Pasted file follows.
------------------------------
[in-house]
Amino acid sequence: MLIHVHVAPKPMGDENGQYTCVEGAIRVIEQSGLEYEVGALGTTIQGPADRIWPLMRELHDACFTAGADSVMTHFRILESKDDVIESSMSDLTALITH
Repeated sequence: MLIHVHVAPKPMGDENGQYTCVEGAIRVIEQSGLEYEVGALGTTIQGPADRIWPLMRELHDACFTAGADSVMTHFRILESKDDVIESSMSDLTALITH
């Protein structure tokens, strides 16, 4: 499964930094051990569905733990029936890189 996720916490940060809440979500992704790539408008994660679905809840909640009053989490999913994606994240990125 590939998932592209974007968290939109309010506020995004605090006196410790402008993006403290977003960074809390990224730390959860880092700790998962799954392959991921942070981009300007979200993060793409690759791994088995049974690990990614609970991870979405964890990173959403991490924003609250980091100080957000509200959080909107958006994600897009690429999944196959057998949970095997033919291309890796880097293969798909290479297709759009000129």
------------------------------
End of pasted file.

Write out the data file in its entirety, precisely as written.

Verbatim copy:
[in-house]
Amino acid sequence: MLIHVHVAPKPMGDENGQYTCVEGAIRVIEQSGLEYEVGALGTTIQGPADRIWPLMRELHDACFTAGADSVMTHFRILESKDDVIESSMSDLTALITH
Repeated sequence: MLIHVHVAPKPMGDENGQYTCVEGAIRVIEQSGLEYEVGALGTTIQGPADRIWPLMRELHDACFTAGADSVMTHFRILESKDDVIESSMSDLTALITH
């Protein structure tokens, strides 16, 4: 499964930094051990569905733990029936890189 996720916490940060809440979500992704790539408008994660679905809840909640009053989490999913994606994240990125 590939998932592209974007968290939109309010506020995004605090006196410790402008993006403290977003960074809390990224730390959860880092700790998962799954392959991921942070981009300007979200993060793409690759791994088995049974690990990614609970991870979405964890990173959403991490924003609250980091100080957000509200959080909107958006994600897009690429999944196959057998949970095997033919291309890796880097293969798909290479297709759009000129």